Martin Luther King money quotes
Today is Martin Luther King, Jr. Day, on which we celebrate the life, accomplishments, and dreams of Dr. King. While Dr. King’s life’s mission was to abolish racism and bigotry, much of what he said can be applied to our financial lives.
Martin Luther King’s greatest money quotes
As a personal finance blog, we thought it fitting to celebrate Martin Luther King’s memory by listing some of his most applicable money quotes. We preface this post by saying that some of these quotes of Dr. Martin Luther King’s are loosely applicable to personal finance. If the relationship of the two isn’t readily clear, they’re certainly applicable in other aspects of our lives and still worth the read on this day.
Inspiring money quotes by Dr. Martin Luther King
- Life’s most persistent and urgent question is, ‘What are you doing for others?’
- Faith is taking the first step even when you don’t see the whole staircase.
- Human progress is neither automatic nor inevitable . . . Every step toward the goal of justice requires sacrifice, suffering, and struggle; the tireless exertions and passionate concern of dedicated individuals.
- The ultimate measure of a man is not where he stands in moments of comfort and convenience, but where he stands at times of challenge and controversy.
- We must accept finite disappointment but never lose infinite hope.
- Nothing in all the world is more dangerous than sincere ignorance and conscientious stupidity.
- The function of education is to teach one to think intensively and to think critically.
- The time is always right to do what is right.
- Change does not roll in on the wheels of inevitability but comes through continuous struggle.
- Every man must decide whether he will walk in the light of creative altruism or in the darkness of destructive selfishness.
- All labor that uplifts humanity has dignity and importance and should be undertaken with painstaking excellence.
- The quality, not the longevity of one’s life is what is important.
- Whatever your life’s work is, do it well. A man should do his job so well that the living, the dead, and the unborn could do it no better.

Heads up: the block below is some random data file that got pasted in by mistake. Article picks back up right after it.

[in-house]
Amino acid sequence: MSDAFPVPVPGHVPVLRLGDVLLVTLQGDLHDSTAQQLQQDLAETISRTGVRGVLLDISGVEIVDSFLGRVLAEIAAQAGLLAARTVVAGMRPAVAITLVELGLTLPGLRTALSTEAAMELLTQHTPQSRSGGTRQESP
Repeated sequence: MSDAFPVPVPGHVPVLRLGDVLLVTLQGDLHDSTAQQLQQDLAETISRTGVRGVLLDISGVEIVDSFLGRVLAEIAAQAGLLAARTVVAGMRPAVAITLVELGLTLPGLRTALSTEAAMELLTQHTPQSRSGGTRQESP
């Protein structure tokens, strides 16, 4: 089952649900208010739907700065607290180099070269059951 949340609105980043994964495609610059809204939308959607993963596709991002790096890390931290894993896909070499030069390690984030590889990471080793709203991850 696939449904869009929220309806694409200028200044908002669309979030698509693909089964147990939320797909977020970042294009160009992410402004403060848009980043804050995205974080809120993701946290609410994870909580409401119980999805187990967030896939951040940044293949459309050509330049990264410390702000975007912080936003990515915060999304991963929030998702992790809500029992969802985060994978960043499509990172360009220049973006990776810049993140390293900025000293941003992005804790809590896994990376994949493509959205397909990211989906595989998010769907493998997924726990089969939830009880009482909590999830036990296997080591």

- Whatever affects one directly affects all indirectly. I can never be what I ought to be until you are what you ought to be. This is the interrelated structure of reality.
- Rarely do we find men who willingly engage in hard, solid thinking. There is an almost universal quest for easy answers and half-baked solutions. Nothing pains some people more than having to think.
- We must use time creatively.
- Philanthropy is commendable, but it must not cause the philanthropist to overlook the circumstances of economic injustice which makes philanthropy necessary.
- Property is intended to serve life, and no matter how much we surround it with rights and respect, it has no personal being. It is part of the earth man walks on. It is not man.
- Never forget that everything Hitler did in Germany was legal.
- A nation or civilization that continues to produce soft-minded men purchases its own spiritual death on the installment plan.
- There is nothing more tragic than to find an individual bogged down in the length of life, devoid of breadth.
- Pity may represent little more than the impersonal concern which prompts the mailing of a check, but true sympathy is the personal concern which demands the giving of one’s soul.
Dr. King had a dream that all people would be free and treated as equals. While we have laws today that outlaw physical slavery, we also have laws today that permit and even encourage financial slavery. We believe the success of that dream is contingent on people not losing or giving up that freedom to the indebtedness of other people, institutions or governments. Free yourself of credit card debt with the Credit Card Pay Off Course, open to new members only through Monday, January 21st.
We would all do well to embrace Dr. Martin Luther King’s message and mission in many ways. In reading Dr. King’s quotes, it’s apparent that there are more important things in life than buying more stuff, especially if the only way to acquire that stuff is self-inflicted indebtedness. Instead, we encourage gratitude for what we have and look for ways to build ourselves up both in spirit and financially.
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